I'm very glad I found this board to at least vent some thoughts and feelings (and read other's experiences as well).

Todd

Texas_wedge's picture
Texas_wedge
Posts: 2807
Joined: Nov 2011

The best decision you could make, in my opinion, is NOT to go into any trial at all.  All the indications from research to date are that there are no drugs that prevent recurrence. 

You are probably cancer free now and if that is so you're doing no-one any favours entering a trial, least of all yourself your partner and family.   Rather get on with your life and if you are unlucky, and have a recurrence, then it may be time to enter a drug trial but as of now there are no grounds for supposing that any drug treatment will affect whether or not you suffer a recurrence.

foxhd's picture
foxhd
Posts: 1868
Joined: Oct 2011

I mostly agree with Tex. Except that when I was offered the votrient trial, it was supposedly to help stop the reoccurance of the disease. So maybe that sounds appropriate.  I however did not think that that was what I wanted to do. Thankfully by not choosing to do so, I did get into the MDX trial once my mets were more obvious. I also was not as informed as I am now.

todd121
Posts: 511
Joined: Dec 2012

I hadn't really considered that doing nothing was a possibility. Now I've been thinking all day long about that as a real possibility.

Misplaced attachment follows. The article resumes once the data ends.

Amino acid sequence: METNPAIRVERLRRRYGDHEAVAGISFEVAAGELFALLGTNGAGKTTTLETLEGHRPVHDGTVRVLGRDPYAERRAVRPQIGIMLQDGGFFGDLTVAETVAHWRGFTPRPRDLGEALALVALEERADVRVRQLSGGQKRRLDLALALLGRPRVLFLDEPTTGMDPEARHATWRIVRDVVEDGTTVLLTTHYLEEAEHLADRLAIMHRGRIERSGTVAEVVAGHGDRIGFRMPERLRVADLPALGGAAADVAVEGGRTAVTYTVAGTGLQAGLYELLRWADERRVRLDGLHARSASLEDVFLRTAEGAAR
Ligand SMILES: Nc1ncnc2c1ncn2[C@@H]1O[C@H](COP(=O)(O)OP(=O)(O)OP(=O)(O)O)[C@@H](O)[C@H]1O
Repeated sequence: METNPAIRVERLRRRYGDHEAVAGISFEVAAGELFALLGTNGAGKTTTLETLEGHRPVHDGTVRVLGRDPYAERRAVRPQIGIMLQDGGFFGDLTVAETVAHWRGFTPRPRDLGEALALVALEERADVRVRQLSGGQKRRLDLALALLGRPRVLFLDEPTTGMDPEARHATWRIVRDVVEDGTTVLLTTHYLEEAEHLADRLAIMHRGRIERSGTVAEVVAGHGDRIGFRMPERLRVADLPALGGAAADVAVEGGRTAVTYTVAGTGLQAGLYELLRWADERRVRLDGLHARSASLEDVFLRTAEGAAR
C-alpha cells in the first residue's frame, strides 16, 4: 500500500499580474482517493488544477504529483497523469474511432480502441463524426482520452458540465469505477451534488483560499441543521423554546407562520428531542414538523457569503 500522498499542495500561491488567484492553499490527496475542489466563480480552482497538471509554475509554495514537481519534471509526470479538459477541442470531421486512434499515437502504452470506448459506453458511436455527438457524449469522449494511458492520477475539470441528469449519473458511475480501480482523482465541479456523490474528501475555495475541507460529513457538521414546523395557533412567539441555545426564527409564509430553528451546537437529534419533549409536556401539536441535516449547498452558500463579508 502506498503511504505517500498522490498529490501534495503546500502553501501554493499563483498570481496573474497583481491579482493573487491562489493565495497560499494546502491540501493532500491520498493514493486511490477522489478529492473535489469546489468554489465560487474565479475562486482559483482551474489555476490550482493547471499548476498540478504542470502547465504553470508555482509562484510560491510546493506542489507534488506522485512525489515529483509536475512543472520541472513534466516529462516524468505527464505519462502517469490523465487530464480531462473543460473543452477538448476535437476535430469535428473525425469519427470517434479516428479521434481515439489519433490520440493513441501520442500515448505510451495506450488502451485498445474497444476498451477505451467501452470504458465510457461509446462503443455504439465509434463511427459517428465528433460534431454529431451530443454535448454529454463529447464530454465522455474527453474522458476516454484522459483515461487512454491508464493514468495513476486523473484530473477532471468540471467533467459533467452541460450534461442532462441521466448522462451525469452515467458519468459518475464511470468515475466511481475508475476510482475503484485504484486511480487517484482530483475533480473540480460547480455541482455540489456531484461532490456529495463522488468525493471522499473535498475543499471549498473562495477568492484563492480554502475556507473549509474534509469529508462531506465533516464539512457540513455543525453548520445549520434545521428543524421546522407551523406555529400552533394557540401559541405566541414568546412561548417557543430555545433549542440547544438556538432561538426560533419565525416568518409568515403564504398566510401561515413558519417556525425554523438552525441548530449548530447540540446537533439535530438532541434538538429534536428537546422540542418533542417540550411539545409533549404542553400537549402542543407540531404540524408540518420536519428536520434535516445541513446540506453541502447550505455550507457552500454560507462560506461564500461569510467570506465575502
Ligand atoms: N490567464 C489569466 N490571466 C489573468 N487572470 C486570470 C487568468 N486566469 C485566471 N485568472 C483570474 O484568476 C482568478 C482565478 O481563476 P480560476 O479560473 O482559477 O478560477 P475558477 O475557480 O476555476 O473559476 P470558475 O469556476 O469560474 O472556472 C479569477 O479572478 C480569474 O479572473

I talked to my younger son about it at lunch. I mentioned my uncle had suggested I try to get into a trial. My son said, "Well, that's what doctors do. They want to do something." Sounds simple enough and obvious, but absolutely true.

I'm meeting with the PI of one of the studies on the 14th, but that isn't the only reason to meet him. I'm also considering transfering my follow-up care to that cancer center. In fact, that's the main purpose of my appointment. I'm undecided at this point, but thanks for pointing out the option that I might just wait and do nothing but be followed.

Todd

garym's picture
garym
Posts: 1651
Joined: Nov 2009

Remember, you won't be doing nothing, you will be following a proactive set of follow-up tests and scans that would detect a reoccarance (if it ever did come back) very early and you could decide what to do then without worrying about placebo.  By then there will most likely be better therapies available than there are today.

cww71964's picture
cww71964
Posts: 95
Joined: Dec 2011